Composing A Research Paper In Environmental Science: An Outline Example

Every paper has an outline. Not only are they required to keep your paper on track, but they can help with planning. When you know what goes where, it can make the writing itself easier. This can also help you divide your paper into sections so that you can work on one thing at a time. Organization is the key to a good paper!

Before we go to the example, let's go over the basic steps of a research paper.

First, there is the introduction. This explains your topic (or thesis) and gives the reader an idea of what you're going to cover in your paper.

Next, there is the main body, which consists of three to five points or arguments that give evidence to support your thesis statement. Whatever facts or data you have should be included after each individual argument.

Finally, there is a conclusion. You should restate your thesis statement and then give your conclusion, and your reasons for coming to that conclusion.

It's pretty simple, but it doesn't explain in detail how your paper should look! Having examples can be a huge help. They can help you map out your paper as well as show you what your professors are looking for.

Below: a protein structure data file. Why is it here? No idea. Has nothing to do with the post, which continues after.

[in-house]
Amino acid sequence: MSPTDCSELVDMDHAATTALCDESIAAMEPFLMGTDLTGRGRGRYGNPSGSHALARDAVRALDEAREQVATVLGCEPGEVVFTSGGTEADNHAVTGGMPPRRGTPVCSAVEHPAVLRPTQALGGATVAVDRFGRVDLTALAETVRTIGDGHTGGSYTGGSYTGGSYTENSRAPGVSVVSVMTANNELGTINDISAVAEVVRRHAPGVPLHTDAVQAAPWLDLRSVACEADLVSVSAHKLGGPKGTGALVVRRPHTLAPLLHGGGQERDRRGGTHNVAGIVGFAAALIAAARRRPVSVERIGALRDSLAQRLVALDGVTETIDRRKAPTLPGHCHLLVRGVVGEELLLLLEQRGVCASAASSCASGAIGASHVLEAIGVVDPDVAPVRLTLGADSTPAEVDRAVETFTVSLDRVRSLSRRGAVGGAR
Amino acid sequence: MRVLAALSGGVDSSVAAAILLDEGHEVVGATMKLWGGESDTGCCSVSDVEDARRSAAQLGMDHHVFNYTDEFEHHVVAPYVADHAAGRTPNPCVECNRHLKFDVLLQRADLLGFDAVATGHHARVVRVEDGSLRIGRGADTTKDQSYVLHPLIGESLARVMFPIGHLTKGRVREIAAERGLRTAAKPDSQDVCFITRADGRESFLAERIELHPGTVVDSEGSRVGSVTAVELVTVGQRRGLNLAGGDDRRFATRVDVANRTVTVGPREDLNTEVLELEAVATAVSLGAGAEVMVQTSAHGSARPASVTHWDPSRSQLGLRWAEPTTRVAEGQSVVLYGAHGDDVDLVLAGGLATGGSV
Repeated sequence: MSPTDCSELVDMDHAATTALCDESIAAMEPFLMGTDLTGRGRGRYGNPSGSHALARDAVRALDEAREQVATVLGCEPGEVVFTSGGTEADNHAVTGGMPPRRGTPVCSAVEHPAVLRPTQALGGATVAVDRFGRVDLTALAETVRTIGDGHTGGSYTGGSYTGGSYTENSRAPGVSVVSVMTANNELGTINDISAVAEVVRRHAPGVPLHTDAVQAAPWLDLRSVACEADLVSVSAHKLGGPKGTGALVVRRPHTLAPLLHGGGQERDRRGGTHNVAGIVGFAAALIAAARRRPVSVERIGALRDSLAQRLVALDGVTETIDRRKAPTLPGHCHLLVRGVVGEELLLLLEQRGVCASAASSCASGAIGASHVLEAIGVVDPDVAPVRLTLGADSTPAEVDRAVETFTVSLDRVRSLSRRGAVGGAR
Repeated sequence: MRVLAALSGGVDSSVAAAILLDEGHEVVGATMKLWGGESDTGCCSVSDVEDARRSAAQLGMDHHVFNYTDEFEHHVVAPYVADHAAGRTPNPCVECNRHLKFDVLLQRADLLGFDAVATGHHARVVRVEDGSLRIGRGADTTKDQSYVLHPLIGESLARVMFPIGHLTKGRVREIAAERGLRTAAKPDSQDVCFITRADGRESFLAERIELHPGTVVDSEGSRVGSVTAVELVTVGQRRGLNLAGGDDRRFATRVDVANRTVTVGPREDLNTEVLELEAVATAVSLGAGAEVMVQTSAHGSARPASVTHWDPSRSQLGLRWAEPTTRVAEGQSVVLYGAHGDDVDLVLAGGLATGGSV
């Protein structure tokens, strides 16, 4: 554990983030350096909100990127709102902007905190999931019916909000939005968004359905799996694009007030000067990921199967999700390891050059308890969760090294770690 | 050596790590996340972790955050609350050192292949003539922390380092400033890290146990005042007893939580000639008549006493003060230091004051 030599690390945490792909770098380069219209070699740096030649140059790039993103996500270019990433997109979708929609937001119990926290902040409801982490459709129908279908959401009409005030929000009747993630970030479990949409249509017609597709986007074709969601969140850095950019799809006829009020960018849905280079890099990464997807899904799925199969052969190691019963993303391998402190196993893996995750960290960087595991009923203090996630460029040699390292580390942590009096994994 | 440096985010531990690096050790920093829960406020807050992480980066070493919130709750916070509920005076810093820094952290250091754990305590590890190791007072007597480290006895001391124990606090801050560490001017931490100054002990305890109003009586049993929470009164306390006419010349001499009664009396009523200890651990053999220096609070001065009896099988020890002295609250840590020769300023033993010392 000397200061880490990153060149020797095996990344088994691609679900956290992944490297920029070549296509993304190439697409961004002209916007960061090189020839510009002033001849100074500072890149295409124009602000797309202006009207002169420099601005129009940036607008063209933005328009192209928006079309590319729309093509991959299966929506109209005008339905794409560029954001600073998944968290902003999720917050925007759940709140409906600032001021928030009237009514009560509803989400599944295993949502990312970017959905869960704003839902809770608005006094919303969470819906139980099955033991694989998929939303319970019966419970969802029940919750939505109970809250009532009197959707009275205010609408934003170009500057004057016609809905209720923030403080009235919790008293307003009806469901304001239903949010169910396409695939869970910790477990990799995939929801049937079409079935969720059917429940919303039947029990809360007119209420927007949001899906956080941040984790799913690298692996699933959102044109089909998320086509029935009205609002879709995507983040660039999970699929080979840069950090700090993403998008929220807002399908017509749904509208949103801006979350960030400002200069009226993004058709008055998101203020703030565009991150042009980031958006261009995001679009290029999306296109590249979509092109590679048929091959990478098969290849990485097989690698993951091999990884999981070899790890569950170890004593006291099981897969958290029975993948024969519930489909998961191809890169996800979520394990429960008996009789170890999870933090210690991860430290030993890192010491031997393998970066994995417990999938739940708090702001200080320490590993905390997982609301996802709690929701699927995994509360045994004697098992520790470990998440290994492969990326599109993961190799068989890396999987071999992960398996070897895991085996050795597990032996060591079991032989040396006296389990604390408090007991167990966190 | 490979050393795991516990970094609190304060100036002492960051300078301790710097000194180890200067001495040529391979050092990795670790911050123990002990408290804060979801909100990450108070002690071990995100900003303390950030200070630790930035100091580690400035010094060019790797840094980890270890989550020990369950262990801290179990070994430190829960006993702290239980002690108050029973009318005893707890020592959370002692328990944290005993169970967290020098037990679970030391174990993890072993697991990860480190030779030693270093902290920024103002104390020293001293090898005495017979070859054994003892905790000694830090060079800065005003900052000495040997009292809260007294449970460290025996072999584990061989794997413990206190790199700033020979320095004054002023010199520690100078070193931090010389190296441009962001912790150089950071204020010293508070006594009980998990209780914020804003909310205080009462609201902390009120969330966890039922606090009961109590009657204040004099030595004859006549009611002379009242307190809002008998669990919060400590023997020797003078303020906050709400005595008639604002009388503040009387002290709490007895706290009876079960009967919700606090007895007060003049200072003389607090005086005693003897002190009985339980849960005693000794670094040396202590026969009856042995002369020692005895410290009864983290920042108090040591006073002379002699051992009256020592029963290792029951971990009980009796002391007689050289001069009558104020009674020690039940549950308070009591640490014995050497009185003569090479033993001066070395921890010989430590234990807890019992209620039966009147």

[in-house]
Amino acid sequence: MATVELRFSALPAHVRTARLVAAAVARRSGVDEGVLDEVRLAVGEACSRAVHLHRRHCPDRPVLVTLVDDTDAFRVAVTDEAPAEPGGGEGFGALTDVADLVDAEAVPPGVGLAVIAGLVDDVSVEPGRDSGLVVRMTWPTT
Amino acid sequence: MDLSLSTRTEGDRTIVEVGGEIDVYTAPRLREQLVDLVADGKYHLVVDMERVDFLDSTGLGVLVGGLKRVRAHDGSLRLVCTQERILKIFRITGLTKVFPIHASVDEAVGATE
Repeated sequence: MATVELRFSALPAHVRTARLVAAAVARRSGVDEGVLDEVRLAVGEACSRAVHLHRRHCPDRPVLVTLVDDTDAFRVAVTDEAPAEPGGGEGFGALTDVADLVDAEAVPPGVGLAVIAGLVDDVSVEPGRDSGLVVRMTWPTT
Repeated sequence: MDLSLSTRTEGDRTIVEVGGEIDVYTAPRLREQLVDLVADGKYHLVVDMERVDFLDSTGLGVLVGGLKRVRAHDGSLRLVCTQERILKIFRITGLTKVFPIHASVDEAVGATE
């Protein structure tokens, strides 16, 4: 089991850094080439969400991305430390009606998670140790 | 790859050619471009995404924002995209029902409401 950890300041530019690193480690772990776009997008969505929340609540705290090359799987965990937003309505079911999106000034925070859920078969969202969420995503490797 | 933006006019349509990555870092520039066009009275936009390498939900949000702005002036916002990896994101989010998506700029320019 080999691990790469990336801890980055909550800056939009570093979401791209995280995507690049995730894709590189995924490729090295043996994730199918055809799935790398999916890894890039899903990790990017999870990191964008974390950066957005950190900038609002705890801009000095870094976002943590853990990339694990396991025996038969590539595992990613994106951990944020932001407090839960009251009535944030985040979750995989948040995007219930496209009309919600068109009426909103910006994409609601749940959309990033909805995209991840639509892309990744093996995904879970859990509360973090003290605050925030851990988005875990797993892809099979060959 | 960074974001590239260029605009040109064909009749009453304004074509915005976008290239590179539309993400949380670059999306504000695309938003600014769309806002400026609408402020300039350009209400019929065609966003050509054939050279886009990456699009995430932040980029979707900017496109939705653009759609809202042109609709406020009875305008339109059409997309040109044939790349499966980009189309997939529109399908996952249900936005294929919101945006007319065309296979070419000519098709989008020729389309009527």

Here is an outline for you to follow:

  • Abstract – a summary of the work. Not all papers require this, so you should check with your professor. This isn't something you want to spend time on if you don't have to!
  • Introduction – make it interesting. You want to intrigue your readers. You need to introduce your topic and the research that you will be covering.
  • Main Body – this usually consists of three or more paragraphs. Each paragraph should begin with a new topic (or argument) followed by information or data that supports that argument. You can also include histories, theories or anything else that you think is relevant to the study.
  • Methods – how you found your information and why you used those particular methods.
  • Analysis – not all papers require this either, but if you do include it, you can state what you did with the information you collected.
  • Discussion – this should take a look at your findings, why they are relevant and what they mean. This may be a good place to answer any leftover questions.
  • Conclusion – many times this simply restates the thesis. You want to finalize your paper and give some closure to your readers.
  • References – citing your sources.

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